• Research group and lab assistants
  • Research participants
  • Proofreaders

Personal Acknowledgements

  • Key family members and friends
  • Individuals who inspired you or directly influenced your academic journey
  • Anyone else who has provided personal support that you would like to mention

It should be noted that certain universities have policies which state only those who have directly supported your work, such as supervisors and professors, should be included in your acknowledgements. Therefore, we strongly recommend that you read your university guidelines before writing this section of your thesis.

How to Write Acknowledgements for PhD Thesis

When producing this section, your writing style can be more informal compared to the rest of your thesis. This includes writing in first person and using more emotive language. Although in most cases you will have complete freedom in how you write this section of your thesis, it is still highly advisable to keep it professional. As mentioned earlier, this is largely because it will be one of the first things your assessors will read, and so it will help set the tone for the rest of your work.

In terms of its structure, acknowledgements are expected to be ordered in a manner that first recognises the most formal support before moving onto the less formal support. In most cases, this follows the same order that we have outlined in the ‘Who Should I Thank’ section.

When thanking professionals, always write out their full name and provide their title. This is because although you may be on a first-name basis with them, those who read your thesis will not. By providing full names and titles, not only do you help ensure clarity, but it could also indirectly contribute to the credibility of your thesis should the individual you’re thanking be well known within your field.

If you intend to include a list of people from one institution or organisation, it is best to list their names in alphabetical order. The exception to this is when a particular individual has been of significant assistance; here, it would be advisable to list them.

How Long Should My Acknowledgements Be?

Acknowledgements vary considerably in length. Some are a single paragraph whilst some continue for up to three pages. The length of your acknowledgement page will mostly depend on the number of individuals you want to recognise.

As a general rule, try to keep your acknowledgements section to a single page. Although there are no word limits, creating a lengthy acknowledgements section dilutes the gratitude you’re trying to express, especially to those who have supported you the most.

Where Should My Acknowledgements Go?

In the vast majority of cases, your acknowledgements should appear directly after your abstract and before your table of contents.

However, we highly advise you to check your university guidelines as a few universities set out their own specific order which they will expect you to follow.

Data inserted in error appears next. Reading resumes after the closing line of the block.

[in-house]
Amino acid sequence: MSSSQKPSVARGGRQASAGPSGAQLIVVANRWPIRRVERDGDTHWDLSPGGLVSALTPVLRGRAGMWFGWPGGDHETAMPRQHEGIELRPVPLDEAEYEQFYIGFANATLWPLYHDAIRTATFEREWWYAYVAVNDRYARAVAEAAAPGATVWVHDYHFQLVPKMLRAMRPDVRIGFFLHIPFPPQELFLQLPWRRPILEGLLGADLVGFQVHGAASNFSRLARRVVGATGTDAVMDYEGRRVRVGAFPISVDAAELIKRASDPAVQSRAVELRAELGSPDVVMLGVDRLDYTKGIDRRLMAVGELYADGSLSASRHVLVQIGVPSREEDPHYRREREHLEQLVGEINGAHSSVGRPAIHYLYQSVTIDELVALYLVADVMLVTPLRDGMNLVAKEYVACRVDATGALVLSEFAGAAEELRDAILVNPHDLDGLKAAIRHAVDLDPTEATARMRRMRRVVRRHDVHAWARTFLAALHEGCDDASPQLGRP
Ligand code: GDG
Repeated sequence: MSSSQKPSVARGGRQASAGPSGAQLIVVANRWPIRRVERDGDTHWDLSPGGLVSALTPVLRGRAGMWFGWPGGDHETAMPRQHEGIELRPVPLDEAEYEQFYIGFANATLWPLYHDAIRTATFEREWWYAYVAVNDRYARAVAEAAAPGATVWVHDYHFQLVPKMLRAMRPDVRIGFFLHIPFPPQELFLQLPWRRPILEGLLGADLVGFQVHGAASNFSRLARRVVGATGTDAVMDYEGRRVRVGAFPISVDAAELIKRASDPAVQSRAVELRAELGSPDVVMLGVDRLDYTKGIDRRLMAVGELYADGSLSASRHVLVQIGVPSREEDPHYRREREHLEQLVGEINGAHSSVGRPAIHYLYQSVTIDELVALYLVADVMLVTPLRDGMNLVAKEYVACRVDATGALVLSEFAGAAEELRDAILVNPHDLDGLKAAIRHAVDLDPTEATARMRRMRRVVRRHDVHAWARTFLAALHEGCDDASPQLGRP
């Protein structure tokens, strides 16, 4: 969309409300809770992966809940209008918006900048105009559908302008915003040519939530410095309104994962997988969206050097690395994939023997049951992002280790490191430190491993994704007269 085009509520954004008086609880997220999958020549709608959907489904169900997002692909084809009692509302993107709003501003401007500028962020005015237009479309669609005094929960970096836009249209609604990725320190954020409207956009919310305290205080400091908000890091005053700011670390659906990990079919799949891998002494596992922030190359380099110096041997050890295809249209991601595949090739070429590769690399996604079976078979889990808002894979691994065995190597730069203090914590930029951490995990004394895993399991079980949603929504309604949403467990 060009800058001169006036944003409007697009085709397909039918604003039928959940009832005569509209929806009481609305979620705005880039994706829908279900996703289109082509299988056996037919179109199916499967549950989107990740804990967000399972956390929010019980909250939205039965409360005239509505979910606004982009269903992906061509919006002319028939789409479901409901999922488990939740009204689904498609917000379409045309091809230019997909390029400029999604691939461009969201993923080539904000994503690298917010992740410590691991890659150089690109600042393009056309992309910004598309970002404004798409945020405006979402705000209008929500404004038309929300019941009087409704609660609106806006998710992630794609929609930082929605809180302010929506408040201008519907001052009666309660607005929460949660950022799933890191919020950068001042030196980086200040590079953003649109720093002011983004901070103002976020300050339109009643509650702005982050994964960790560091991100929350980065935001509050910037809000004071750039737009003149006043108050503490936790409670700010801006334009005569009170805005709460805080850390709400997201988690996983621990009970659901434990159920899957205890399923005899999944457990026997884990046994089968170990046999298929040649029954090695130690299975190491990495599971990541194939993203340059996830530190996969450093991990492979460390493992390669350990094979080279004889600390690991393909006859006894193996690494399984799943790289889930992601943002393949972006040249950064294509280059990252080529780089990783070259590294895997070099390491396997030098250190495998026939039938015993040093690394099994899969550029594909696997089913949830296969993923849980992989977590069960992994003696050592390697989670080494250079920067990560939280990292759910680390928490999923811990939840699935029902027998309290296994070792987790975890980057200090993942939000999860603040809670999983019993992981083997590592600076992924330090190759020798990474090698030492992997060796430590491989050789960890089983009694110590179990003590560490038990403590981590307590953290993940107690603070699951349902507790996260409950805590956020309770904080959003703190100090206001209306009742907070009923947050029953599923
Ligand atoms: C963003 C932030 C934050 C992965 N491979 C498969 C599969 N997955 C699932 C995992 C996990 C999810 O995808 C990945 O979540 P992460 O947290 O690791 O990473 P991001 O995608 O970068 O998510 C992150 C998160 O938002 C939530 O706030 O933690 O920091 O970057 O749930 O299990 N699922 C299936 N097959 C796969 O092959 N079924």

Phrases to Help You Get Started

Dissertation acknowledgements example for researchers and PhD students

We appreciate how difficult it can be to truly show how grateful you are to those who have supported you over the years, especially in words.

To help you get started, we’ve provided you with a few examples of sentences that you can complete or draw ideas from.

  • I am deeply grateful to XXX…
  • I would like to express my sincere gratitude to XXX…
  • I would like to offer my special thanks to XXX…
  • I would like to extend my sincere thanks to XXX…
  • …for their assistance at every stage of the research project.
  • …for their insightful comments and suggestions.
  • …for their contribution to XXX.
  • …for their unwavering support and belief in me.

Thesis Acknowledgement Examples

Below are three PhD thesis acknowledgment samples from which you can draw inspiration. It should be noted that the following have been extracted from theses which are freely available in the public domain. Irrespective of this, references to any individual, department or university have been removed for the sake of privacy.

First and foremost I am extremely grateful to my supervisors, Prof. XXX and Dr. XXX for their invaluable advice, continuous support, and patience during my PhD study. Their immense knowledge and plentiful experience have encouraged me in all the time of my academic research and daily life. I would also like to thank Dr. XXX and Dr. XXX for their technical support on my study. I would like to thank all the members in the XXX. It is their kind help and support that have made my study and life in the UK a wonderful time. Finally, I would like to express my gratitude to my parents, my wife and my children. Without their tremendous understanding and encouragement in the past few years, it would be impossible for me to complete my study.